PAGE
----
Social class and elective caesareans in the English NHS

BMJ 2004; 328 doi: http://dx.doi.org/10.1136/bmj.328.7453.1399 (Published 10 June 2004)
Cite this as: BMJ 2004;328:1399

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Please see: Social class and elective caesareans in the English NHS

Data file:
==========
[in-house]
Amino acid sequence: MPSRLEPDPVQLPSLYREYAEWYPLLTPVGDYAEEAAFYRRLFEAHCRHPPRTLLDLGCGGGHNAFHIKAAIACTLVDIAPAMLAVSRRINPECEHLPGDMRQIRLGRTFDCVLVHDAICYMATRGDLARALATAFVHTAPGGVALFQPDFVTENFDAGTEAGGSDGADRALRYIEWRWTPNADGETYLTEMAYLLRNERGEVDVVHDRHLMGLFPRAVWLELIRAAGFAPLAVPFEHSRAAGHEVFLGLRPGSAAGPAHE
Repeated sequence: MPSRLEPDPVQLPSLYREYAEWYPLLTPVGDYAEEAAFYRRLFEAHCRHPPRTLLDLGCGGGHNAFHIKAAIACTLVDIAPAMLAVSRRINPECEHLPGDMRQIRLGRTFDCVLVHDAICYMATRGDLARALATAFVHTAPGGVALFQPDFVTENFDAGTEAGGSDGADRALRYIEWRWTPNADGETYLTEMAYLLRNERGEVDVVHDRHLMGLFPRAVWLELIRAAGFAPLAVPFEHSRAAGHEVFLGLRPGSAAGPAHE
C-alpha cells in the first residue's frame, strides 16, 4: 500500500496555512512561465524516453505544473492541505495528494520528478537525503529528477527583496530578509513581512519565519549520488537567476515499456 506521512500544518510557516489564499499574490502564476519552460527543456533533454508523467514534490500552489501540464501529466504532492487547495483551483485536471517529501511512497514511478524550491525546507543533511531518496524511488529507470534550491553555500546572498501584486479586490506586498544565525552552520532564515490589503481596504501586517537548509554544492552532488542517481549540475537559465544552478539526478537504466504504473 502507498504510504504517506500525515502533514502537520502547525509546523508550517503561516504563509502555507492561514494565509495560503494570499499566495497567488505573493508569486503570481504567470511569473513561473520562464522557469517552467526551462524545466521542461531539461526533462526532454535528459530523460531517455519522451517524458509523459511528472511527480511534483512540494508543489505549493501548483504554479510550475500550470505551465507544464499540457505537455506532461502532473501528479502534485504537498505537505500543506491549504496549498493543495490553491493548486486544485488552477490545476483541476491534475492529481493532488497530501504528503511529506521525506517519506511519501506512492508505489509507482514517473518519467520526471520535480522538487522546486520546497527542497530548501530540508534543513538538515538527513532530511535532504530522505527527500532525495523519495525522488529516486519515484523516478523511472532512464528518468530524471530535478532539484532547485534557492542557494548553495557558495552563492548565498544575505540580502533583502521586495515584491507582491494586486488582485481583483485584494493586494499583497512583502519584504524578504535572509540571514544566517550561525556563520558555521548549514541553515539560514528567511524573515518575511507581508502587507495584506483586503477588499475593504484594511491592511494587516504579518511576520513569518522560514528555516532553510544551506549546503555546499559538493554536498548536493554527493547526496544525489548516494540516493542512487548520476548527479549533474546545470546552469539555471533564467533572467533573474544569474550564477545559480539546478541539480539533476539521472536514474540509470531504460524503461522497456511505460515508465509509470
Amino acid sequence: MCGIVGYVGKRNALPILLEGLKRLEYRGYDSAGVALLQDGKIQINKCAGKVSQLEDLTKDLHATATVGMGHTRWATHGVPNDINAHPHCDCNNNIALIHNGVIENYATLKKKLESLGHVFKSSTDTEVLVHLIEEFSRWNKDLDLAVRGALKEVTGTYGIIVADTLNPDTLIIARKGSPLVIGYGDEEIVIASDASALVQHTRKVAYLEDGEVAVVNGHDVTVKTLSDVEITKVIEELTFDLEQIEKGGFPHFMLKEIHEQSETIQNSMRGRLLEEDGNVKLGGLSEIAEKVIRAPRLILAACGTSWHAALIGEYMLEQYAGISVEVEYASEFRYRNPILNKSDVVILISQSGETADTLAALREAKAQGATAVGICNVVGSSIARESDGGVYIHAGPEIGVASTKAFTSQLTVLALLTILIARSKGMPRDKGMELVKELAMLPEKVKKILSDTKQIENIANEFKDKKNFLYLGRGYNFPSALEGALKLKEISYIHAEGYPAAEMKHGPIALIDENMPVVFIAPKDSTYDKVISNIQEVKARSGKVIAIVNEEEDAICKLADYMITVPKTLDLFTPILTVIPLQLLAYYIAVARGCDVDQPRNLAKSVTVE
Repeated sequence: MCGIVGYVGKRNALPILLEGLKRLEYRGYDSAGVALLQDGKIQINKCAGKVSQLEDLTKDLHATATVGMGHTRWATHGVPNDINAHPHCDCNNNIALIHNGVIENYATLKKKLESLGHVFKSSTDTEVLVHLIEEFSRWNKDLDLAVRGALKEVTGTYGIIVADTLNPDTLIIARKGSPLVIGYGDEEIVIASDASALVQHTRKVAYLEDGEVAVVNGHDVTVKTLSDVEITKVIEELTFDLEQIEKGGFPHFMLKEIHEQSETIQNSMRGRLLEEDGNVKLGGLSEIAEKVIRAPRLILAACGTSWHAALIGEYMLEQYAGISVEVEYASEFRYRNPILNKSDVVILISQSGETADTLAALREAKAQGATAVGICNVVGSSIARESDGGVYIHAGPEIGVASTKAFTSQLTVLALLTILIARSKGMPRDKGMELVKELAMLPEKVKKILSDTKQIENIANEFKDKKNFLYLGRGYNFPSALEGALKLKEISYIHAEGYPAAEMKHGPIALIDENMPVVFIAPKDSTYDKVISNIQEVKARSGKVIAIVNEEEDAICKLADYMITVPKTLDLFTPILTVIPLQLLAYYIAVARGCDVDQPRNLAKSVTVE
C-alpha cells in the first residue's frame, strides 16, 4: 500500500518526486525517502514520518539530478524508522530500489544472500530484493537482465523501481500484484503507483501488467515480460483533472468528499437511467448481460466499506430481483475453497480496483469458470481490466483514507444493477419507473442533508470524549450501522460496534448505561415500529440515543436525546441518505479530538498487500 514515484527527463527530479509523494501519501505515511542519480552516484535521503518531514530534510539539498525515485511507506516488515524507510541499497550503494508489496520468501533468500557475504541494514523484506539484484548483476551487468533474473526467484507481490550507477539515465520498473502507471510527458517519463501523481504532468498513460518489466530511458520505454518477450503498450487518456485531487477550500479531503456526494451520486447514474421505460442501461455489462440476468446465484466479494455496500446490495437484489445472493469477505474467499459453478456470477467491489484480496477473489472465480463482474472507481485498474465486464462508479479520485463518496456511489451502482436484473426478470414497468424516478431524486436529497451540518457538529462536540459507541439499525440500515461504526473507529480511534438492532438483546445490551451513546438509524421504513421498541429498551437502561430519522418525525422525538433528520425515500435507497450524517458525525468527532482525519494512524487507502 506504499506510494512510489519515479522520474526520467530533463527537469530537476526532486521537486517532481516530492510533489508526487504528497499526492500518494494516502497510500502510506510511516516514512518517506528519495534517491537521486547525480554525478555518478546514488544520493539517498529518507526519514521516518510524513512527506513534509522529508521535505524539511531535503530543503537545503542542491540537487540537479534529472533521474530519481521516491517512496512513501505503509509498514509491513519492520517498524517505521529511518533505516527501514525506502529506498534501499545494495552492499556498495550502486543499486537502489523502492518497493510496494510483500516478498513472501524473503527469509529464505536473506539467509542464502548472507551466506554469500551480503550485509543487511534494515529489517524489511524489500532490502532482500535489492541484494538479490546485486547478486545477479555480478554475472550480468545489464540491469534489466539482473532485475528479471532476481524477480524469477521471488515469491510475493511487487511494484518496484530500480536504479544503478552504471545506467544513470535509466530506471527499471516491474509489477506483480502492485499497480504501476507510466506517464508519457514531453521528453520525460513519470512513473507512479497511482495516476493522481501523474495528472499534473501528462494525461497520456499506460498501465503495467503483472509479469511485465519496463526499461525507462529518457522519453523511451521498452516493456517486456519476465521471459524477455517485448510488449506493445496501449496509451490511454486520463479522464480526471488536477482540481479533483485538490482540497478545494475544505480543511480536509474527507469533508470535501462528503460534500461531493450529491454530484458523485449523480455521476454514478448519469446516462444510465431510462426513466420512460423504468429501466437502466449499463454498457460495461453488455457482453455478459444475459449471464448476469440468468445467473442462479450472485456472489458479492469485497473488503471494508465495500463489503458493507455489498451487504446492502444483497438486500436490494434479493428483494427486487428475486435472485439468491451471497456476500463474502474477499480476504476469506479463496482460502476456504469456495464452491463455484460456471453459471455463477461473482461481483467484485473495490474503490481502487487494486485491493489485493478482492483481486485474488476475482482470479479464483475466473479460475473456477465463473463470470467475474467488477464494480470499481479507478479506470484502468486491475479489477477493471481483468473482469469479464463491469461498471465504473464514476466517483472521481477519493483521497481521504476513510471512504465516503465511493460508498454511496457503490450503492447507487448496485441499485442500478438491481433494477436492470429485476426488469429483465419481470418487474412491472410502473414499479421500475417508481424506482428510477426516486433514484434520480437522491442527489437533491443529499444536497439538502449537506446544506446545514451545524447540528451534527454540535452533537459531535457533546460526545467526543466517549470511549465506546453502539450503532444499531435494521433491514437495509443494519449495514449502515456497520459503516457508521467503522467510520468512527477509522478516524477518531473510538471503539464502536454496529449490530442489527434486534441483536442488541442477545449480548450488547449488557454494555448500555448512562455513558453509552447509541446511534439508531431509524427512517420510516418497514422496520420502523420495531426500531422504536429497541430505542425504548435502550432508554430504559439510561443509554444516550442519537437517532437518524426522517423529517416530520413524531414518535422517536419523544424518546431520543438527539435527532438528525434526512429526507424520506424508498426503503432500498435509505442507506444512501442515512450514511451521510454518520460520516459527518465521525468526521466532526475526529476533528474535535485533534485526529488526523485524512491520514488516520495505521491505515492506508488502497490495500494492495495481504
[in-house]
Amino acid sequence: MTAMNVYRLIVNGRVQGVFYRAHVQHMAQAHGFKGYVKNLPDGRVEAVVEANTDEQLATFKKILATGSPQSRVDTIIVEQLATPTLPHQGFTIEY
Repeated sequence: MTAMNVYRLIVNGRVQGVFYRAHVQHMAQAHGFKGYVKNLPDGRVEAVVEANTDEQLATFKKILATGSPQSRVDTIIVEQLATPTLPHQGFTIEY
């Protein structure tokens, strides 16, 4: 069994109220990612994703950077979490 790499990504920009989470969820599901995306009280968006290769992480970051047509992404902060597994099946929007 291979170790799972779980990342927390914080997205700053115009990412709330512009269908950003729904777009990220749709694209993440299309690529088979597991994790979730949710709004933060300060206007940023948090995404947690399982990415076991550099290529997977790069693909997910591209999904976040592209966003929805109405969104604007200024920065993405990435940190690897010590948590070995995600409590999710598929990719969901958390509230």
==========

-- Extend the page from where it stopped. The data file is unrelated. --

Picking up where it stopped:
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Over the past two decades the rising rate of caesarean section delivery in the United Kingdom and worldwide1 has led to concern that many caesarean sections are unnecessary. “Maternal request” is reported to be the fifth most common reason given for performing a caesarean section.2 Recently published NICE guidelines aim to reducevariations in caesarean rates around the country and guarantee consistent quality of care.3 Some commentators have blamed rising caesarean rates on wealthy women requesting the operation in the belief that it is less painful and avoids problems associated with natural delivery (thus the phrase “too posh to push”)4; others support the notion that the trend is provider led.5 An analysis of NHS …

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